We are holding your refund until we determine you owe no other taxes.


What you need to do

  • You need not take any action at this time.
  • Review your notice carefully; it will explain the time frames necessary to review your account.

You may want to...


Understanding your notice

Your notice may look different from the sample because the information contained in your notice is tailored to your situation.

Notice CP188, Page 1

Page Last Reviewed or Updated: 25-Jul-2013

Printable samples of this notice (PDF)

 

 

How to get help

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  • See if you qualify for help from a Low Income Taxpayer Clinic.
     

The Efile Taxes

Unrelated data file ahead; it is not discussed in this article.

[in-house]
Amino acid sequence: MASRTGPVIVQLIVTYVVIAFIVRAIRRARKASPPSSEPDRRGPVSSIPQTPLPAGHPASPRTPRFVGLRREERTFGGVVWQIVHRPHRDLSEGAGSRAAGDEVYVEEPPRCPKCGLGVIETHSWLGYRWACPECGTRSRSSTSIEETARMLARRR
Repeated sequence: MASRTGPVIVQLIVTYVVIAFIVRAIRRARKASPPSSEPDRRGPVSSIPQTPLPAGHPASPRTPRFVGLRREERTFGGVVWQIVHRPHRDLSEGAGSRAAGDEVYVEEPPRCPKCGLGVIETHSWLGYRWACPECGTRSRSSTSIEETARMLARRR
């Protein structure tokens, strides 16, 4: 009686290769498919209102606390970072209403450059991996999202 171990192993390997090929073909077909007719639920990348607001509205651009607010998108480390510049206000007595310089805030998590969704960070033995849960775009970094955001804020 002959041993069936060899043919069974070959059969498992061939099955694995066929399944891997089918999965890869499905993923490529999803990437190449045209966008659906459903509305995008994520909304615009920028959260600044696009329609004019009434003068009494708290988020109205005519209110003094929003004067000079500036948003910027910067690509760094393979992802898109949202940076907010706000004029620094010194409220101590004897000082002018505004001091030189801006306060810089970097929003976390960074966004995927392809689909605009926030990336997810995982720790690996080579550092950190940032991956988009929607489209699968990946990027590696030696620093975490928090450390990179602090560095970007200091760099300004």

Efile taxes Part Six -   Figuring Your Taxes and Credits The eight chapters in this part explain how to figure your tax and how to figure the tax of certain children who have more than $2,000 of unearned income. Efile taxes They also discuss tax credits that, unlike deductions, are subtracted directly from your tax and reduce your tax dollar for dollar. Efile taxes Chapter 36 discusses the earned income credit. Efile taxes Chapter 37 discusses a wide variety of other credits, such as the adoption credit. Efile taxes Table of Contents 30. Efile taxes   How To Figure Your TaxIntroduction Figuring Your Tax Alternative Minimum Tax (AMT) Tax Figured by IRSFiling the Return 31. Efile taxes   Tax on Unearned Income of Certain ChildrenWhat's New Introduction Useful Items - You may want to see: Which Parent's Return To UseParents Who Do Not File a Joint Return Parent's Election To Report Child's Interest and DividendsEffect of Making the Election Figuring Child's Income Figuring Additional Tax Tax for Certain Children Who Have Unearned IncomeProviding Parental Information (Form 8615, lines A–C) Step 1. Efile taxes Figuring the Child's Net Unearned Income (Form 8615, Part I) Step 2. Efile taxes Figuring Tentative Tax at the Parent's Tax Rate (Form 8615, Part II) Step 3. Efile taxes Figuring the Child's Tax (Form 8615, Part III) 32. Efile taxes   Child and Dependent Care CreditReminders Introduction Useful Items - You may want to see: Tests To Claim the CreditQualifying Person Test Earned Income Test Work-Related Expense Test Joint Return Test Provider Identification Test How To Figure the CreditFiguring Total Work-Related Expenses Earned Income Limit Dollar Limit Amount of Credit How To Claim the CreditTax credit not refundable. Efile taxes Employment Taxes for Household Employers 33. Efile taxes   Credit for the Elderly or the DisabledIntroduction Useful Items - You may want to see: Are You Eligible for the Credit?Qualified Individual Income Limits How to Claim the CreditCredit Figured for You Credit Figured by You 34. Efile taxes   Child Tax CreditIntroduction Useful Items - You may want to see: Qualifying Child Amount of CreditLimits on the Credit Claiming the Credit Additional Child Tax Credit Completing Schedule 8812 (Form 1040A or 1040)Part I Parts II–IV 35. Efile taxes   Education CreditsIntroduction Useful Items - You may want to see: Who Can Claim an Education Credit Qualified Education ExpensesNo Double Benefit Allowed Adjustments to Qualified Education Expenses 36. Efile taxes   Earned Income Credit (EIC)What's New Reminders Introduction Useful Items - You may want to see: Do You Qualify for the Credit?If Improper Claim Made in Prior Year Part A. Efile taxes Rules for EveryoneRule 1. Efile taxes Your AGI Must Be Less Than: Rule 2. Efile taxes You Must Have a Valid Social Security Number (SSN) Rule 3. Efile taxes Your Filing Status Cannot Be Married Filing Separately Rule 4. Efile taxes You Must Be a U. Efile taxes S. Efile taxes Citizen or Resident Alien All Year Rule 5. Efile taxes You Cannot File Form 2555 or Form 2555-EZ Rule 6. Efile taxes Your Investment Income Must Be $3,300 or Less Rule 7. Efile taxes You Must Have Earned Income Part B. Efile taxes Rules If You Have a Qualifying ChildRule 8. Efile taxes Your Child Must Meet the Relationship, Age, Residency, and Joint Return Tests Rule 9. Efile taxes Your Qualifying Child Cannot Be Used By More Than One Person To Claim the EIC Rule 10. Efile taxes You Cannot Be a Qualifying Child of Another Taxpayer Part C. Efile taxes Rules If You Do Not Have a Qualifying ChildRule 11. Efile taxes You Must Be at Least Age 25 but Under Age 65 Rule 12. Efile taxes You Cannot Be the Dependent of Another Person Rule 13. Efile taxes You Cannot Be a Qualifying Child of Another Taxpayer Rule 14. Efile taxes You Must Have Lived in the United States More Than Half of the Year Part D. Efile taxes Figuring and Claiming the EICRule 15. Efile taxes Your Earned Income Must Be Less Than: IRS Will Figure the EIC for You How To Figure the EIC Yourself ExamplesExample 1. Efile taxes John and Janet Smith (Form 1040A) Example 2. Efile taxes Kelly Green (Form 1040EZ) 37. Efile taxes   Other CreditsWhat's New Introduction Useful Items - You may want to see: Nonrefundable CreditsAdoption Credit Alternative Motor Vehicle Credit Alternative Fuel Vehicle Refueling Property Credit Credit to Holders of Tax Credit Bonds Foreign Tax Credit Mortgage Interest Credit Nonrefundable Credit for Prior Year Minimum Tax Plug-in Electric Drive Motor Vehicle Credit Residential Energy Credits Retirement Savings Contributions Credit (Saver's Credit) Refundable CreditsCredit for Tax on Undistributed Capital Gain Health Coverage Tax Credit Credit for Excess Social Security Tax or Railroad Retirement Tax Withheld Prev  Up  Next   Home   More Online Publications